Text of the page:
4. And according to Ed, in direct refutation to you, the Semi-Finalists were notified in early September. I was sympathetic enough to you to Google this for myself on the chance Ed was lying, and… Ed was not lying. “Two Hundred Thirty-Eight FCPS Students Are 2023 National Merit Semifinalists”, a FCPS announcement dated Sept 14, 2022 lists each semi-finalist by name by school. https://www.fcps.edu/news/two-hundred-thirty-eight-fcps-students-are-2023-national-merit-semifinalists
I have written this all out to save anyone else the trouble of going back to reread both blog posts, parsing out the arguments in the comments again, and then having to Google shit. Don’t be me.
February 19th, 2023 at 1:24 am
Sorry I”m late to approve this! And yes, that’s my point.
Since I wrote this, other schools have turned out not to have notified Commended students at all this year, and I’d like to say I am certain this is not about equity. It’s also not good, because students should get the certificates at some point, just because hey, it’s still nice to hang in mom’s living room.
I suspect it’s because of a lot of admin turnover and–again–it’s just not that big a deal.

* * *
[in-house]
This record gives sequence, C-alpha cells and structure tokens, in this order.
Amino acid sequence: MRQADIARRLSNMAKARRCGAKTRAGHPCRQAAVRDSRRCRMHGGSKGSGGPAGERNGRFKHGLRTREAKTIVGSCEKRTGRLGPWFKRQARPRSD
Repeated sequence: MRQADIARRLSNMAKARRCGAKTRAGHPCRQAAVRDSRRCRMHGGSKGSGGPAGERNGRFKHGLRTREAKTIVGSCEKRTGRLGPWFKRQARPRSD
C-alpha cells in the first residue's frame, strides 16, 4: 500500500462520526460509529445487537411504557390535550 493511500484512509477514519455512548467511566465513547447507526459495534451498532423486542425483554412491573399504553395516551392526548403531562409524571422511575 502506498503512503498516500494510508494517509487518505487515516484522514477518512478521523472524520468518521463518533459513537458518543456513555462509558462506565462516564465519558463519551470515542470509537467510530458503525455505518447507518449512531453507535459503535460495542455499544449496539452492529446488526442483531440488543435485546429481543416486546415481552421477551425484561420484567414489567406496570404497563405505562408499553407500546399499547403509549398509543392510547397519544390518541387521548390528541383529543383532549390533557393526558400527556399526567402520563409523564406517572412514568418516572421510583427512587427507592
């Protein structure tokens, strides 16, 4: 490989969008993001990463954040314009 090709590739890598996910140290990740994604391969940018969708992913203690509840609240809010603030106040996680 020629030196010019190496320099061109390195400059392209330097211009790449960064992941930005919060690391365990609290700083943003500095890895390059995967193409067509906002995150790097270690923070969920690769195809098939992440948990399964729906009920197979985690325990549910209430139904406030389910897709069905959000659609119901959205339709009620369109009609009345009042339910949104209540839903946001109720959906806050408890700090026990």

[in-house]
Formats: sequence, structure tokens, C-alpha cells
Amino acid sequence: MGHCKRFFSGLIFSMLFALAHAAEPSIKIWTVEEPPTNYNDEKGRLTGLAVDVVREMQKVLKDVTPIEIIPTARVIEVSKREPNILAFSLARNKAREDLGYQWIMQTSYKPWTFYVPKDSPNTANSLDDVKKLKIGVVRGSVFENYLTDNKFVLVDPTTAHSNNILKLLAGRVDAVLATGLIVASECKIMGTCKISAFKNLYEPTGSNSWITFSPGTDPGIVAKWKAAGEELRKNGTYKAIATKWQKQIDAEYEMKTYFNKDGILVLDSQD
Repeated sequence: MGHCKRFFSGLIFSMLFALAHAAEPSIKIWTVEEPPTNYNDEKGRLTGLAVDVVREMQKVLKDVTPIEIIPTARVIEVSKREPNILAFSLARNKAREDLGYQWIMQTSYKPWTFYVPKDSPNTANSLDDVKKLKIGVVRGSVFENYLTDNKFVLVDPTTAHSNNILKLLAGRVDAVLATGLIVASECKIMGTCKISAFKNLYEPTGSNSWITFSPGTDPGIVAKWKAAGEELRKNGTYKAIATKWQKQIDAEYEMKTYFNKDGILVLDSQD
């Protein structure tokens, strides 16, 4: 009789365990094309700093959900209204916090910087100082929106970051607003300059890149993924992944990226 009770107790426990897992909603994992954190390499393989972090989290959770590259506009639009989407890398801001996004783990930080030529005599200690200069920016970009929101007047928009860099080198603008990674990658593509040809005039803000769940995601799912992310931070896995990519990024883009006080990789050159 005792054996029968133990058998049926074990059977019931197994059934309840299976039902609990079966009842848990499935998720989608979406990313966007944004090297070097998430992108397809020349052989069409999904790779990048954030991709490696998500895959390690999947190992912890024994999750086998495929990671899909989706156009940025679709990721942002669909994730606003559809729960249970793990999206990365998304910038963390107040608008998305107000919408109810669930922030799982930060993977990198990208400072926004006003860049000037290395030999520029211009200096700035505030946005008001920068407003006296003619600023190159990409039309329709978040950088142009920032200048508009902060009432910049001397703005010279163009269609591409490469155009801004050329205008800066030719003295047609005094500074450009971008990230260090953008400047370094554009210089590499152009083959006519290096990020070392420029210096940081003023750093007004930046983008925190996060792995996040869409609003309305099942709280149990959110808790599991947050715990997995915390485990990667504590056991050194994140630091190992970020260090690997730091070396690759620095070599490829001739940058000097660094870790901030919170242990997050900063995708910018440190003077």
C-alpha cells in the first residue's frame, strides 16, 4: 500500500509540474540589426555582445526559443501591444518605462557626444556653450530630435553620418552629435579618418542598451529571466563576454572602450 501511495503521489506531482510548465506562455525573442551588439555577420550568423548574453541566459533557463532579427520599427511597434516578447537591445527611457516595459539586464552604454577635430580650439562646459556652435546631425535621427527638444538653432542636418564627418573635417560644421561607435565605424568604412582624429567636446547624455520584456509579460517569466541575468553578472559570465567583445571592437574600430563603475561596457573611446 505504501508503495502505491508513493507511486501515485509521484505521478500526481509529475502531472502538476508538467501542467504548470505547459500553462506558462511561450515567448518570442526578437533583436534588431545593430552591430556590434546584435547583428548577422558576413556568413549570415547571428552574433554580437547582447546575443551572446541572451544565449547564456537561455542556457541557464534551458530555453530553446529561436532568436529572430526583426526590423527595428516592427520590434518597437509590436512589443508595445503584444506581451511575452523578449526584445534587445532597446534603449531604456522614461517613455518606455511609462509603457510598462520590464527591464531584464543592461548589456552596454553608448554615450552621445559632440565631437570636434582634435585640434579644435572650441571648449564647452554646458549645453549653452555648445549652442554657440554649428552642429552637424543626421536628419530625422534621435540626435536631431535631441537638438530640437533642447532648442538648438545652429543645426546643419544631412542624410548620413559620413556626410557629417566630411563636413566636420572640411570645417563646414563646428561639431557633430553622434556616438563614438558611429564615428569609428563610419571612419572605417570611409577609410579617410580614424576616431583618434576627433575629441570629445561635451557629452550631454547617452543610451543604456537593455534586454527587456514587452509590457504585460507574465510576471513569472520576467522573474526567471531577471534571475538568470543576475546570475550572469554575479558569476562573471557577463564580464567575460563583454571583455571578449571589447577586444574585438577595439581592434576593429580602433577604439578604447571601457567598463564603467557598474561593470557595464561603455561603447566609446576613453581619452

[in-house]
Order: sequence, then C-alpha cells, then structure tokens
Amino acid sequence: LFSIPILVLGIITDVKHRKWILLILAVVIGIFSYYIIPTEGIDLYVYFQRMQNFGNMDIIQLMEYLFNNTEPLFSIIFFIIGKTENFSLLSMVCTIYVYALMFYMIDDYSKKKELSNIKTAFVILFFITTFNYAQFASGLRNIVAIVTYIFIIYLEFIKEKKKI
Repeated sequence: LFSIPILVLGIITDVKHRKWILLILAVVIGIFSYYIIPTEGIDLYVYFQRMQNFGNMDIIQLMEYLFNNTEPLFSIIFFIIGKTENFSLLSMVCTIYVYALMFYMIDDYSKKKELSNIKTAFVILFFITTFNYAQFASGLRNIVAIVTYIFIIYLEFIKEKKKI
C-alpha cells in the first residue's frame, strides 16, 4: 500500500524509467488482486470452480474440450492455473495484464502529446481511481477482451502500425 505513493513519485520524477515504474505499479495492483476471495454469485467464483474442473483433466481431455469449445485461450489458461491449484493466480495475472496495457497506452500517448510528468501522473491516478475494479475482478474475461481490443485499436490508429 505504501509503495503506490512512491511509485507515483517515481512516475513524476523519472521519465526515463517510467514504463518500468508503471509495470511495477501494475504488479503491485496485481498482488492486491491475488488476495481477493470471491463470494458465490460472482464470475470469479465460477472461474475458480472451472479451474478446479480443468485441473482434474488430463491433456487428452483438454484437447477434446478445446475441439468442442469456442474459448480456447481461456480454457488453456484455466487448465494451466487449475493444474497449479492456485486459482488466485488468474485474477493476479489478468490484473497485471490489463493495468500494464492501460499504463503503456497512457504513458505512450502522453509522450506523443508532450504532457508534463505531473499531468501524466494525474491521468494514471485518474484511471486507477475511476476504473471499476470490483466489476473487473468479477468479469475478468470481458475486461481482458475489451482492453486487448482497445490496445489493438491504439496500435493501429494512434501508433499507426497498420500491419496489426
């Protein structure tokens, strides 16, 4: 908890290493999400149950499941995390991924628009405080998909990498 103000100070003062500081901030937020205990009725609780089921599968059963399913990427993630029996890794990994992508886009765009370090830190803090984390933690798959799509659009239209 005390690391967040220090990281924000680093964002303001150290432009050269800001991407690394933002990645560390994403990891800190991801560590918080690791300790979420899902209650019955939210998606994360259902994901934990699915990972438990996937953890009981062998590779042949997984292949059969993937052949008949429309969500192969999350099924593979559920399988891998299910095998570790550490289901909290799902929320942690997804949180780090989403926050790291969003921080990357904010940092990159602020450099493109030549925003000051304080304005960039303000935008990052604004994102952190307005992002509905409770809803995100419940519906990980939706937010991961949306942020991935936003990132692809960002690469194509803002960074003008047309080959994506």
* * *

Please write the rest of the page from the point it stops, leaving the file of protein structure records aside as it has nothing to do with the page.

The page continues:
February 22nd, 2023 at 3:14 am
Seems to me that students are harmed whenever they aren’t notified of any honor that they could have put on a college application to help their chances of being admitted. It doesn’t have to be just missing out on some money.
The definition of “harm” here seems very selective in order to claim there was no harm.
February 24th, 2023 at 6:56 am
I spent quite a bit of time addressing why it wasn’t something that goes on a resume, and it wouldn’t help chances of being admitted. Don’t seem to have much new to add.
February 24th, 2023 at 1:08 pm
You don’t determine what goes on someone’s resume, they do. And I said college application, not resume. You have no idea what might help someone get admitted. Any little thing might distinguish one applicant over another. So keep making things up to rationalize your opinion.
March 1st, 2023 at 5:43 pm
I don’t determine what goes on someone’s resume, but I do know what resume points have value or not.
There is literally nothing that Commended provides that an SAT score doesn’t.